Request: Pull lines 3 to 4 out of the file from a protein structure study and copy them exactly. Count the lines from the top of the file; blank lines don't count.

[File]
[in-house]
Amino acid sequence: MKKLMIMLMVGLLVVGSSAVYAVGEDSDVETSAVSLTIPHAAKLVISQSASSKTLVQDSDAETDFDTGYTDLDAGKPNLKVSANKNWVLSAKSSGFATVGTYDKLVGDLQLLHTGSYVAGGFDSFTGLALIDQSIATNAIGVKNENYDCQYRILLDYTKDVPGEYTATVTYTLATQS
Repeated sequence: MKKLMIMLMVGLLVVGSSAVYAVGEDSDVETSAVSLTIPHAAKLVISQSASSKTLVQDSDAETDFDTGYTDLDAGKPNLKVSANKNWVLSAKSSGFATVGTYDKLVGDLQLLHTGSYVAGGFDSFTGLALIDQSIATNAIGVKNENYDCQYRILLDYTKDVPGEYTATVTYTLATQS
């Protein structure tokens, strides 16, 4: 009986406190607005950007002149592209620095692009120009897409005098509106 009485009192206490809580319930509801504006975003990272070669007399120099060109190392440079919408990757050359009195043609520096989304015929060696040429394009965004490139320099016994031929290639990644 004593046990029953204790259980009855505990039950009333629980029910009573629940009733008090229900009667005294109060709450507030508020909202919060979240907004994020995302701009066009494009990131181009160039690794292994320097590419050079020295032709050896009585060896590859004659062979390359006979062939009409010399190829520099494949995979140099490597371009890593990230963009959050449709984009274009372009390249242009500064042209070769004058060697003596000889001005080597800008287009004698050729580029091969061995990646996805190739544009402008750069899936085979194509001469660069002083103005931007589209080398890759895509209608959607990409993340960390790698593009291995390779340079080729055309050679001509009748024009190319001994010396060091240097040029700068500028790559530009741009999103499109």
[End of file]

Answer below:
Repeated sequence: MKKLMIMLMVGLLVVGSSAVYAVGEDSDVETSAVSLTIPHAAKLVISQSASSKTLVQDSDAETDFDTGYTDLDAGKPNLKVSANKNWVLSAKSSGFATVGTYDKLVGDLQLLHTGSYVAGGFDSFTGLALIDQSIATNAIGVKNENYDCQYRILLDYTKDVPGEYTATVTYTLATQS
């Protein structure tokens, strides 16, 4: 009986406190607005950007002149592209620095692009120009897409005098509106 009485009192206490809580319930509801504006975003990272070669007399120099060109190392440079919408990757050359009195043609520096989304015929060696040429394009965004490139320099016994031929290639990644 004593046990029953204790259980009855505990039950009333629980029910009573629940009733008090229900009667005294109060709450507030508020909202919060979240907004994020995302701009066009494009990131181009160039690794292994320097590419050079020295032709050896009585060896590859004659062979390359006979062939009409010399190829520099494949995979140099490597371009890593990230963009959050449709984009274009372009390249242009500064042209070769004058060697003596000889001005080597800008287009004698050729580029091969061995990646996805190739544009402008750069899936085979194509001469660069002083103005931007589209080398890759895509209608959607990409993340960390790698593009291995390779340079080729055309050679001509009748024009190319001994010396060091240097040029700068500028790559530009741009999103499109």